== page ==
National Geographic Celebrates 125 Years

Photo by Steve McCurry

Photo by Steve

January 13th, 2014 brought about the 125th anniversary for the National Geographic Society, which publishes the iconic National Geographic magazine. It’s hard to imagine a world with National Geographic magazine. While starting out as “a small scientific body founded ‘to increase and diffuse geographic knowledge’ “, the National Geographic Society has been on the front lines of human experience, highlighting the people, animals, and environments of our world through groundbreaking images and top-notch journalism.

In celebration of their 125th anniversary, we thought we’d share with you some fun facts about National Geographic:

  • The National Geographic Society flag has been to the moon; to Earth’s highest point, Mount Everest; to its lowest point, the Mariana Trench; and to the North and South Poles.
  • Inventor Alexander Graham Bell served as the National Geographic Society’s second president.
  • An asteroid (Geographos), a dinosaur (Leaellynasaura amicagraphica), an extinct ape (Simiolus enjiesi), several orchid species, a fish, a sea flea, a laughing thrush and many geographical features, including peaks, lakes, glaciers, rivers and seamounts, have been named for National Geographic or its representatives.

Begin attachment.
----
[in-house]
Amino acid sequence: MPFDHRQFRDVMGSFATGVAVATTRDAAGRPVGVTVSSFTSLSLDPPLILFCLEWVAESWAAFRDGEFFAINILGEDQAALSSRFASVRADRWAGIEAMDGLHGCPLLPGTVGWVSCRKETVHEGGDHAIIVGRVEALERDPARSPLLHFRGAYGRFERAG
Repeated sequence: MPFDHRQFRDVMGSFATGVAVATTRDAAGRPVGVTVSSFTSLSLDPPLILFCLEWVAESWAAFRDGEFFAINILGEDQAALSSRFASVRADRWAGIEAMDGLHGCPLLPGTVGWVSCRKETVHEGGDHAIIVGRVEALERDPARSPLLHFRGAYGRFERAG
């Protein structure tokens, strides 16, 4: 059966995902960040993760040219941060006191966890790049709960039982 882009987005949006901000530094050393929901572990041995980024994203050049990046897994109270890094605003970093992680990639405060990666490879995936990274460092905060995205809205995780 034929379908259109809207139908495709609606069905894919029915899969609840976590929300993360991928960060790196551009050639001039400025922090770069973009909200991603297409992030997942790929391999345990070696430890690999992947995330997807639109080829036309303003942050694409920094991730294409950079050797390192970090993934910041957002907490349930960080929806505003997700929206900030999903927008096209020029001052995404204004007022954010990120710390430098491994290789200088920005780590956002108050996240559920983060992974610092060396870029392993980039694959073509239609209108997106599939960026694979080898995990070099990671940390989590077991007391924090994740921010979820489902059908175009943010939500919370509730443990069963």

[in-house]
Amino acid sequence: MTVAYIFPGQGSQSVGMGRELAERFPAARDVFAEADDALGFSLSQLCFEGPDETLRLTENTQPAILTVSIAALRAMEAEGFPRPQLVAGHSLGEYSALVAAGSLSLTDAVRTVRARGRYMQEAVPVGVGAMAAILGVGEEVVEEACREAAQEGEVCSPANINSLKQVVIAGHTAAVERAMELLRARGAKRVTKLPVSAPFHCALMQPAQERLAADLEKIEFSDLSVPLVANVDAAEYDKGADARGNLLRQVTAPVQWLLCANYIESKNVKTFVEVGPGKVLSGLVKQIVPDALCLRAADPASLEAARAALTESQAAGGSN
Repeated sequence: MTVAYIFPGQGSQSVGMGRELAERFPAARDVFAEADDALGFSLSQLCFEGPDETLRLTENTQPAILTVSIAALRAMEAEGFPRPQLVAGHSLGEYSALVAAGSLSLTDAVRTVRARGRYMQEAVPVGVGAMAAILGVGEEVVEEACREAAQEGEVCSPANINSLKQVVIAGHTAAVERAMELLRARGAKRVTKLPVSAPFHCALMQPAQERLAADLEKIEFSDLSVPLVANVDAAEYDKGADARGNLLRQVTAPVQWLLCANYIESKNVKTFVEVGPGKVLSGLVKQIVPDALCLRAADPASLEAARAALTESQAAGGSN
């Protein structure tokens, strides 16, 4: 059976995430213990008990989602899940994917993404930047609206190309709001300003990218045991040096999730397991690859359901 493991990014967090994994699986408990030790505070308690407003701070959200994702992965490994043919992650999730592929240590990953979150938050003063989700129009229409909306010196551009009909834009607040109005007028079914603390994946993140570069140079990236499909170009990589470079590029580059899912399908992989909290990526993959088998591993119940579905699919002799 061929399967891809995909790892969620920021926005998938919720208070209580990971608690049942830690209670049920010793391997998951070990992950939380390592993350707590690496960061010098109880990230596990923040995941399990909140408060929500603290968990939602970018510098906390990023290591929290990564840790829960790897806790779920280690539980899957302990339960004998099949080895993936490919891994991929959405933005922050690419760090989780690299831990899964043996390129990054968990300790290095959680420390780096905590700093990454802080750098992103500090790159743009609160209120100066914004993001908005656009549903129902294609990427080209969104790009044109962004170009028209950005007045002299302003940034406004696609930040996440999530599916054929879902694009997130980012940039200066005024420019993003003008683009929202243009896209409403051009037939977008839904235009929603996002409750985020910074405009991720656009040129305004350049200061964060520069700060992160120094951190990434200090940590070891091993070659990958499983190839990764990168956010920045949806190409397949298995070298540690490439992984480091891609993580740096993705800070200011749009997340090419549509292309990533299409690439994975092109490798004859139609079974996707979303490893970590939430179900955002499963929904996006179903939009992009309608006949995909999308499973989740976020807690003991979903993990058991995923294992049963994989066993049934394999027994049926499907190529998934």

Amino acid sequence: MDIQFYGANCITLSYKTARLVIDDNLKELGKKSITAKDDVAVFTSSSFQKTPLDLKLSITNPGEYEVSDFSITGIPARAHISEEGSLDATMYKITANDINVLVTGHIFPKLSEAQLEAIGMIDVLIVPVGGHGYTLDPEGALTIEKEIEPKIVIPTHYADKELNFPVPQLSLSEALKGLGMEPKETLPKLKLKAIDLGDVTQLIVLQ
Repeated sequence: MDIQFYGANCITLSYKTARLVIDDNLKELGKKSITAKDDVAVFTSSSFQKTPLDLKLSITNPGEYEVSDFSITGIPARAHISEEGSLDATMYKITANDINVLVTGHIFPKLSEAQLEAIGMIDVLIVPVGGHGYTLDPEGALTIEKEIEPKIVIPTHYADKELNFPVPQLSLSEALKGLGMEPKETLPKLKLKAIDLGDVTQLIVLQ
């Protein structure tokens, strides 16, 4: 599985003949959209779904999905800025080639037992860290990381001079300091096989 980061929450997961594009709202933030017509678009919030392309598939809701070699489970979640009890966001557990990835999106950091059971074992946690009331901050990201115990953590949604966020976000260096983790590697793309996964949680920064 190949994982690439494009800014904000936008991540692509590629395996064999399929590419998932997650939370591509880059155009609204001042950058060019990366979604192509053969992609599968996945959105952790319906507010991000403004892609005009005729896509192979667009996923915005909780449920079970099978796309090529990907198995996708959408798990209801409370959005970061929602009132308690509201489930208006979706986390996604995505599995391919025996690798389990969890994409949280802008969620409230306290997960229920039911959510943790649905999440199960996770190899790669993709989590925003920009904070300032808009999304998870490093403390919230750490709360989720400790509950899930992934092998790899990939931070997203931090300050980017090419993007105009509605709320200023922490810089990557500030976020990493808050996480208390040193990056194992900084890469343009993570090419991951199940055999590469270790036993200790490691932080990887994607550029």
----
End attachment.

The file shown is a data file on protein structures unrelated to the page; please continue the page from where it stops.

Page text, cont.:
• National Geographic inventor Greg Marshall has attached his Crittercam device to more than 60 animal species, gleaning information on their secret lives.
  • Some 4 million U.S. 4th to 8th graders compete annually in the annual National Geographic Bee.

Predictably, there are a number of promotional materials you can check out in conjunction with this momentous milestone, including “National Geographic 125 Years” book and a webpage dedicated to exploring the iconic photos and topics featured throughout the years. We here at STEM Works all have a very personal connection with the magazine and the way their content intimately connects us with the world. What is your experience with National Geographic?



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